Pinot Noir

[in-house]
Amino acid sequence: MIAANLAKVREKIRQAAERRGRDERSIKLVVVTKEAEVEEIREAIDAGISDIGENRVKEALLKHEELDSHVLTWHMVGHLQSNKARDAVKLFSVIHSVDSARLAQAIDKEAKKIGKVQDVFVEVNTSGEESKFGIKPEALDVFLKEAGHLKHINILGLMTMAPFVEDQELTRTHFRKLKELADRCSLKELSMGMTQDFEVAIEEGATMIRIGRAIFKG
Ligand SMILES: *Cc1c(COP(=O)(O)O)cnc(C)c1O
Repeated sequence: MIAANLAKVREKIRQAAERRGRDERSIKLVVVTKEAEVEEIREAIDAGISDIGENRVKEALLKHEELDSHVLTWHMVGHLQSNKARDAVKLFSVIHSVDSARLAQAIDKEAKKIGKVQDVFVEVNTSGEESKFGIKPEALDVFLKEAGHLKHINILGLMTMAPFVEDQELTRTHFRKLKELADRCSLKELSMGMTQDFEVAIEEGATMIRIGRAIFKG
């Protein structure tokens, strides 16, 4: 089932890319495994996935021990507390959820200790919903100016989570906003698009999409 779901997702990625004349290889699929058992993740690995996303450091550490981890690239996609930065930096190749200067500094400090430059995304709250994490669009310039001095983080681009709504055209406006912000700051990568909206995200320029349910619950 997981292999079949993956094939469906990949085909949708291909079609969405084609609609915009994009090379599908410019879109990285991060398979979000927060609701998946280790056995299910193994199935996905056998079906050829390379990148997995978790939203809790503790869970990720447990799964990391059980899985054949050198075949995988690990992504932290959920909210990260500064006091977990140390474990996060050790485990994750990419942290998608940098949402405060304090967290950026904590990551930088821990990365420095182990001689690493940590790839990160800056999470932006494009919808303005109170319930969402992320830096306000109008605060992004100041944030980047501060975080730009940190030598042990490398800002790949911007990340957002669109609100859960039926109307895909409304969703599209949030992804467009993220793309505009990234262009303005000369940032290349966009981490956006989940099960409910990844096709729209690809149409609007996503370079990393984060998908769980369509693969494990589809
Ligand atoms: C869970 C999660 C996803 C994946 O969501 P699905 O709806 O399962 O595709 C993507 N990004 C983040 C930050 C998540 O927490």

Pinot noir is a red wine grape variety of the species Vitis vinifera. The name may also refer to wines created predominantly from Pinot noir grapes. The name is derived from the French words for pine and black. The word pine alludes to the grape variety having tightly clustered, pine cone-shaped bunches of fruit. Pinot noir grapes are grown around the world, mostly in the cooler climates, and the grape is chiefly associated with the Burgundy region of France. Pinot noir is now used to make red wines around the world, as well as Champagne, and such sparkling white wines as the Italian Franciacorta, and English sparkling wines. Pinot noir is a difficult variety to cultivate and transform into wine. The thin skins and low levels of phenolic compounds lends pinot to producing mostly lightly colored, medium-bodied and low-tannin wines that can often go through phases of uneven and unpredictable aging. 

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